Social bots are computer algorithms able to produce content and interact with other users on social media autonomously, trying to emulate and possibly influence humans' behavior. Indeed, bots are largely employed for malicious purposes, like spreading disinformation and conditioning electoral campaigns. Nowadays, bots' capability of emulating human behaviors has become increasingly sophisticated, making their detection harder. In this paper, we aim at recognizing bot-driven accounts by evaluating the consistency of users' writing style over time. In particular, we leverage the intuition that while bots compose posts according to fairly deterministic processes, humans are influenced by subjective factors (e.g., emotions) that can alter their writing style. To verify this assumption, by using stylistic consistency indicators, we characterize the writing style of more than 12,000 among bot-driven and human-operated Twitter accounts and find that statistically significant differences can be observed between the different types of users. Thus, we evaluate the effectiveness of different machine learning (ML) algorithms based on stylistic consistency features in discerning between human-operated and bot-driven Twitter accounts and show that the experimented ML algorithms can achieve high performance (i.e., F-measure values up to 98%) in social bot detection tasks.

It's a Matter of Style: Detecting Social Bots through Writing Style Consistency

Cardaioli M.;Conti M.;
2021

Abstract

Social bots are computer algorithms able to produce content and interact with other users on social media autonomously, trying to emulate and possibly influence humans' behavior. Indeed, bots are largely employed for malicious purposes, like spreading disinformation and conditioning electoral campaigns. Nowadays, bots' capability of emulating human behaviors has become increasingly sophisticated, making their detection harder. In this paper, we aim at recognizing bot-driven accounts by evaluating the consistency of users' writing style over time. In particular, we leverage the intuition that while bots compose posts according to fairly deterministic processes, humans are influenced by subjective factors (e.g., emotions) that can alter their writing style. To verify this assumption, by using stylistic consistency indicators, we characterize the writing style of more than 12,000 among bot-driven and human-operated Twitter accounts and find that statistically significant differences can be observed between the different types of users. Thus, we evaluate the effectiveness of different machine learning (ML) algorithms based on stylistic consistency features in discerning between human-operated and bot-driven Twitter accounts and show that the experimented ML algorithms can achieve high performance (i.e., F-measure values up to 98%) in social bot detection tasks.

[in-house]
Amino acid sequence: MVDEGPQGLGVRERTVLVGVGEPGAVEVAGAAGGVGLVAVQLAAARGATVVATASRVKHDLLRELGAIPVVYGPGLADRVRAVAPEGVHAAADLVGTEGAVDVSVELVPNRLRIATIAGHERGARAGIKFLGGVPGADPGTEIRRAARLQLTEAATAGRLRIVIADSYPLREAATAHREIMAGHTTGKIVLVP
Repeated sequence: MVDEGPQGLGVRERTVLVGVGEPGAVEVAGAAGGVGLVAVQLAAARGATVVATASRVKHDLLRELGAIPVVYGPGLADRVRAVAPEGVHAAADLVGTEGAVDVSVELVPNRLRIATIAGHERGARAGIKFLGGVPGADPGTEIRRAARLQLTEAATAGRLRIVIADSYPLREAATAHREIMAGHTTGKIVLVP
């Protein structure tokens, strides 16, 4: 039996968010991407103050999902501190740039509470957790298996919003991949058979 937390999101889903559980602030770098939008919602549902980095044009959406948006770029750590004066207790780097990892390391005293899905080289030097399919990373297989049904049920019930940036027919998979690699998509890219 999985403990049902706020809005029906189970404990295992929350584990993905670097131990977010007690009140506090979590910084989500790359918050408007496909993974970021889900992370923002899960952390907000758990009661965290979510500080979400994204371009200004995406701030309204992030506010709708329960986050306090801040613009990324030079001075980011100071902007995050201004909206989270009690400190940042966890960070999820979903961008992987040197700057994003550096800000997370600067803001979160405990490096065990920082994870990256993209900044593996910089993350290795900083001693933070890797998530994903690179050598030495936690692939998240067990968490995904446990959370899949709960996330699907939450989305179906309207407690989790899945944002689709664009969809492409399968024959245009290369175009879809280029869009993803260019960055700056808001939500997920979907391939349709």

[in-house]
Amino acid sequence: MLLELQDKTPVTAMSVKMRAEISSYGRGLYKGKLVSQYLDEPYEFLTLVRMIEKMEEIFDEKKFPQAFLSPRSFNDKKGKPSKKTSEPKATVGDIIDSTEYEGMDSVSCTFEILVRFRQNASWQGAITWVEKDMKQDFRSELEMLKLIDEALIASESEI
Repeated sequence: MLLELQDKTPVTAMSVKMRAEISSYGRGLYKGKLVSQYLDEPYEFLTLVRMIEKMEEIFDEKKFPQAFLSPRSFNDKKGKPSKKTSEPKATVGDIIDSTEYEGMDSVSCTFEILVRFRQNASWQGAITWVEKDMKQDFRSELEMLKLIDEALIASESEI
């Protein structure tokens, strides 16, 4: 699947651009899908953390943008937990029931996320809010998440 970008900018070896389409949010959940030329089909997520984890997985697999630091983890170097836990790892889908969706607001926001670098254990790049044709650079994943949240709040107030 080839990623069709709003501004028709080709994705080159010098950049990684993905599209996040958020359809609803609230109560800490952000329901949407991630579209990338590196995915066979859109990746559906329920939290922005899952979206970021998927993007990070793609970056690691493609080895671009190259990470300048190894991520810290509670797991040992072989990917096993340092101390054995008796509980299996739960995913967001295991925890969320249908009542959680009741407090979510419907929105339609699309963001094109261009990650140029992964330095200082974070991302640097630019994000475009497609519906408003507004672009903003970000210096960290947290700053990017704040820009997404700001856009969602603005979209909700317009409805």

Proceedings - International Conference on Computer Communications and Networks, ICCCN
978-1-6654-1278-0
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Utilizza questo identificativo per citare o creare un link a questo documento: https://hdl.handle.net/11577/3402951
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